brother?s car at the bottom of the Pass. It had snow on it and had been

plowed in.

Immediately, Peter Volf and two friends geared up and headed for KB

Ridge, begining their search at about midnight Thursday. They were in

touch with a friend who notified authorities. The group followed the

ridge down until they were able to enter the gully off its south side

via a slope they felt was somewhat less threatening. They skied to

perhaps 200 yards of where Paul Volf was eventually found, hoping he

might be stranded with a broken leg.

When they heard an alarming mass settling of the snowpack, they

abandoned their sorrowful quest and retreated. Peter Volf said he never

would have gone into the danger zone had he not been looking for his own


Friday?s search began at 6 a.m. and involved a core of volunteers and

two dogs. Bombing took until early afternoon and produced several slides

that covered the previous debris. It was not until about 1 p.m. that a

couple of searchers and the dogs set foot on the slope.

Searchers first combed the area with avalanche transceiver but picked up

no signal. They hoped Volf had been wearing a beacon.

O?Neill, a Grand Targhee Ski and Summer Resort ski patroller, took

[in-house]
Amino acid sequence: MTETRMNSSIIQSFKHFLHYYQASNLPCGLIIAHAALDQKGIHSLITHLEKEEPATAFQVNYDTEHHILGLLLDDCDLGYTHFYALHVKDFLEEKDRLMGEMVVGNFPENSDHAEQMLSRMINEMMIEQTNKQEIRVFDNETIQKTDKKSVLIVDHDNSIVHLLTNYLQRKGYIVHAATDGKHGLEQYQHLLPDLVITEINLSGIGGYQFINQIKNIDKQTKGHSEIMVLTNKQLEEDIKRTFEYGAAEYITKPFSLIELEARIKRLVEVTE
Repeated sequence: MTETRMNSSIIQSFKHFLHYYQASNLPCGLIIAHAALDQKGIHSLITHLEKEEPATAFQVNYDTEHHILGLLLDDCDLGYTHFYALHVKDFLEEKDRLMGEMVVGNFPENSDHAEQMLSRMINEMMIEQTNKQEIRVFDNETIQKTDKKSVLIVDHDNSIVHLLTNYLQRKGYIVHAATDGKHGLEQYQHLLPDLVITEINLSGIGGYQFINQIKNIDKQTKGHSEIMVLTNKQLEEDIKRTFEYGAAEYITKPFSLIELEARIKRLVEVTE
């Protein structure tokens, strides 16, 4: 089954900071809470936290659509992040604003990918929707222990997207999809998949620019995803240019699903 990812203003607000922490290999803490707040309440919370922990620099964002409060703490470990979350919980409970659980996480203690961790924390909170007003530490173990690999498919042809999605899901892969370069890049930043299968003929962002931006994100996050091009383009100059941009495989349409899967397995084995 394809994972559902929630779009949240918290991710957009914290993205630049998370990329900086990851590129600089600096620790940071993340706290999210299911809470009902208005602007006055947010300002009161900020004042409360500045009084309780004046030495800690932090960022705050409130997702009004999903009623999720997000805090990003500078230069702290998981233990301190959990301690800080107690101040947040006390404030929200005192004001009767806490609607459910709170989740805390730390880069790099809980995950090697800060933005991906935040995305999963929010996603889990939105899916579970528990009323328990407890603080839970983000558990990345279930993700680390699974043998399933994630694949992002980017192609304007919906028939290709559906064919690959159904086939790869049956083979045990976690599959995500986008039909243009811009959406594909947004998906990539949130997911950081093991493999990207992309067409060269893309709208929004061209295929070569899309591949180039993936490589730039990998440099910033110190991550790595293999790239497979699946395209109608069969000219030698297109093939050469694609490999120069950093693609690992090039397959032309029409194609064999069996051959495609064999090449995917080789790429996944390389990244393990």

Soleil uphill to the starting zone. The snow was so wet and soft he had

to break trail for the four-year-old mutt retriever. Only a couple of

weeks after being certified by the Canada Avalanche Rescue Dog

Association, Soleil was a trooper, sniffing trees where debris was

piled, working the slope for about two hours.

O?Neill then took Soleil down the fall line and paused near the toe of

the debris.

?I was just taking a break,? he said. ?All of a sudden she got up and

started moving into the slope. She had that look. She had something, I

could tell.?

One hundred fifty feet feet from the burial site, Soleil lost the scent.

?She ended up at a spruce tree,? O?Neill said. ?She checked it out. The

wind changed, she turned left and 10 feet away she started digging.?

O?Neill double checked the indication by skiing on by to see if the pup

would follow him. Soleil remained focused on her spot.

?She kept digging hard,? O?Neill said. ?As soon as I probed, I knew what

it was.?

Volf was buried under about two feet from the slide he provoked. The

other two feet of snow slid into the gully from the search team?s

avalanche bombs.

The dogs reduced rescue workers? exposure to new slides, O?Neill said.

?It would have taken a 6- to 10-man probe line to work the gully,? he

said. Instead, two people and two dogs were exposed.

The county?s contract Hawkins and Powers helicopter recovered Volf using

a cargo net. Teton County Coroner Bob Campbell said Volf died of

suffocation. He is the the third avalanche victim in Teton County this

season and the second to be killed in a week. On Jan. 25 a Minnesota

snowmobiler died on Togwotee Pass. Also on Jan. 28 Chris Terrell was

swept 500 feet down Cody Peak by a slab avalanche but managed to survive

with some broken bones. The county?s first fatality was Jan 5 when a

French snowboarder died of trauma north of the Pass highway.

The Bridger-Teton National Forest Backcountry avalanche forecast rated

danger Friday, the search day, as ?high? at all elevations. The rating